The Cendant Corporation, which owns Avis car rental and the Days Inn hotel chain, is expected to announce today that it has agreed to acquire Galileo International, an electronic travel reservation business, for slightly more than $2.9 billion in cash and stock, according to executives close to the talks.
The transaction would propel Cendant into the leading ranks of the travel reservation industry and give it a formidable tool that would help it steer business to its other travel franchises like Howard Johnson, Ramada, Days Inn, Super 8 and Avis. Cendant, which owns WizCom, a unit that helps travel companies connect to travel-reservation services, is also negotiating to buy Worldspan, a reservations system operated by Delta, Northwest and T.W.A. But a deal for Worldspan was not seen as imminent, the executives said.
The boards of both companies approved the deal yesterday, the executives said. Under the terms of the agreement, Cendant will pay $33 a share, a 10.7 percent premium to Galileo`s share price of $29.80 on Friday. Of the $33, 80.5 percent, or $26.565, will be paid in stock, and the rest, $6.435, will be paid in cash. If shares of Cendant, which closed at $18.45 on Friday, fall below $17 or above $20, the terms of the deal will be adjusted to approximate the current value. If either company breaks off the deal, it will have to pay a $100 million fee. Cendant will also assume slightly less than $611 million in debt. Representatives of Cendant and Galileo declined to comment.
The acquisition would give Cendant control of Galileo`s travel reservation system, which handles 92 billion transactions a year. Galileo is the No. 2 player behind the Sabre Holdings Corporation, which operates the Sabre reservation system and also controls the Travelocity .com Web site. Galileo`s networks connect about 43,000 travel agency sites to 505 airlines, 37 car rental companies, 47,000 hotel properties, 368 tour operators and the major cruise lines.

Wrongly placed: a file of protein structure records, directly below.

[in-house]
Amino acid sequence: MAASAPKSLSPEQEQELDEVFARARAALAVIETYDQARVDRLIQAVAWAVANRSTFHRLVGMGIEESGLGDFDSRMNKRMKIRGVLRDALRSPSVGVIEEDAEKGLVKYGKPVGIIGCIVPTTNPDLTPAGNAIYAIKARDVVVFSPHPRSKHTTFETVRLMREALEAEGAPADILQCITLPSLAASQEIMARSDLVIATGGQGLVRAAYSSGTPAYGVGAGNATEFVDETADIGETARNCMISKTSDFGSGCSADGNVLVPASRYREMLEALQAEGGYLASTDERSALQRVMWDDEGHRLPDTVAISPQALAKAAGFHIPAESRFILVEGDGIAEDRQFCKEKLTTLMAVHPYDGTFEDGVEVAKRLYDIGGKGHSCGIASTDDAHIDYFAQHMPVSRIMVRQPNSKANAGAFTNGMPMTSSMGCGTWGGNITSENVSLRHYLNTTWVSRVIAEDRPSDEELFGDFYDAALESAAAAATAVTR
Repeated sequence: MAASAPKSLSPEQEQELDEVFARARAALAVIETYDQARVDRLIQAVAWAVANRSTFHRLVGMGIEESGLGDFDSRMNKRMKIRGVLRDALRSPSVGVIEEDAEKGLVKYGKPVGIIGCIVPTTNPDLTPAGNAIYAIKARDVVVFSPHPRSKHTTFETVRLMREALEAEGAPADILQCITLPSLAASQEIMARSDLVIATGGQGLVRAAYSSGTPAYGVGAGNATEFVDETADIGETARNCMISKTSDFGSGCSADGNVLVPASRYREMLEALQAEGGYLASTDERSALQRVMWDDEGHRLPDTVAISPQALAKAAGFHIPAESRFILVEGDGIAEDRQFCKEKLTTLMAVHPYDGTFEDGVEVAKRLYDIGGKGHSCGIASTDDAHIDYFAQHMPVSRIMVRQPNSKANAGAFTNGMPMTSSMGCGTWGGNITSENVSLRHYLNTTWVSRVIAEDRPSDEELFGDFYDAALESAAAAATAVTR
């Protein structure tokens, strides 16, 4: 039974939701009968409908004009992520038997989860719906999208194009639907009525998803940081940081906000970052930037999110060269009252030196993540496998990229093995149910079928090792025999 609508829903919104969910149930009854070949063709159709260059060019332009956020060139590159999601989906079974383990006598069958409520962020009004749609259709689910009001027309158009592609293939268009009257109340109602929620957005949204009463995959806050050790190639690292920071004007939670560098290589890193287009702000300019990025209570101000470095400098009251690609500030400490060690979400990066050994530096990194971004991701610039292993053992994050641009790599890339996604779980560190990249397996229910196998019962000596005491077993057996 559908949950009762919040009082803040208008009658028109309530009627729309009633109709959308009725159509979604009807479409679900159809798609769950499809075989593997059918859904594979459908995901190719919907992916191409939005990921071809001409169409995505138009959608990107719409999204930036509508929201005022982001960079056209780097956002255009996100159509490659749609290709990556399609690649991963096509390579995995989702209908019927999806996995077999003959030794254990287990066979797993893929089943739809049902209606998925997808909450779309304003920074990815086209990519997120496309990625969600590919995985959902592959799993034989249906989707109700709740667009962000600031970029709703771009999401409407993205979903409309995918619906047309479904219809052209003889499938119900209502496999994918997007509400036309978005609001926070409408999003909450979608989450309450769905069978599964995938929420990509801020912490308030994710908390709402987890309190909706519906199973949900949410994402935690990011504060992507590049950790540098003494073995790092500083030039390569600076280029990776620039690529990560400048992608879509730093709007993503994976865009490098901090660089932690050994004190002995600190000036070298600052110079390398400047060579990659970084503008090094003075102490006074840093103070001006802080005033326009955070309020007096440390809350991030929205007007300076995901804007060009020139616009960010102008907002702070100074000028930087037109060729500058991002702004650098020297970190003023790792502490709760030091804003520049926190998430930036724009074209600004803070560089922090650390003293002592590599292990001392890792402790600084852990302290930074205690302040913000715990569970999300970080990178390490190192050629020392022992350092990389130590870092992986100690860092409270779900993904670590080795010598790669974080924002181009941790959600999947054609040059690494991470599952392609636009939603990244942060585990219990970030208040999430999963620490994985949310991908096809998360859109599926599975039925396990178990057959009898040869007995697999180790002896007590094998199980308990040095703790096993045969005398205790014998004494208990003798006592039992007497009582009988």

In Galileo, Cendant would be getting a company in an industry that has been a pioneer in using computers for competitive advantage. More than 40 years ago, led by American Airlines, the creator of Sabre, the major airlines began investing heavily in computer-driven reservations and fare data systems. Many grew into joint ventures and, eventually, public companies. Galileo has its roots in United`s Apollo reservation system, which was used by Covia, a partnership of North American and European airlines. Covia merged with Galileo, a reservation system based in Europe, to form Galileo International in 1993. The company went public in 1997.
As the airline reservation operations matured, they began directly linking travel agents into the systems and adding related information like hotel, cruise ship and rail travel offerings to their databases.
“The terminology and principles of e-commerce today are things we`ve done for a long time,” said Frank Auer, vice president of systems and operations for Galileo.
In the jargon of the industry, Galileo and its rivals morphed from so- called C.R.S.`s (computer reservation systems) into G.D.S.`s (global distribution services). The major unknown, analysts and industry experts say, is just what role such services will play in the future. At the moment, they form a $4.5 billion industry, but it is growing slowly at best, said Glen Greene, an analyst at ABN Amro in Chicago. Travel agents, the traditional source of most of their revenue, are being squeezed by narrower margins and competition from Web sites.
At the very least, Galileo and its rivals are likely to serve as pipelines for data distribution to travel agents, corporate travel departments and online consumer travel portals for years to come. Travelocity relies heavily on its owner, Sabre, and the bulk of Expedia`s data comes from Worldspan because it is not easy to replace—or find the experts to run—computer systems like those of the global distributors.
Galileo`s system, which processes 7,000 transactions a second at peak periods, runs 24 hours. Its average response time is less than two seconds. Indeed, Galileo`s computer system not only runs its business but supports the computer operations of United Airlines and is marketed to other businesses as a site that can run their Internet applications.
Still, Galileo`s strategy is mostly focused on using information processing and Internet expertise to keep travel agents in business while expanding Web-based services to other audiences, including, through its Trip.com subsidiary, consumers who want to make travel plans without dealing with agents.
Analysts say that Galileo will not deliver much long-run value to Cendant unless it succeeds in its drive to grow as a packager and provider of a broad range of travel and entertainment services.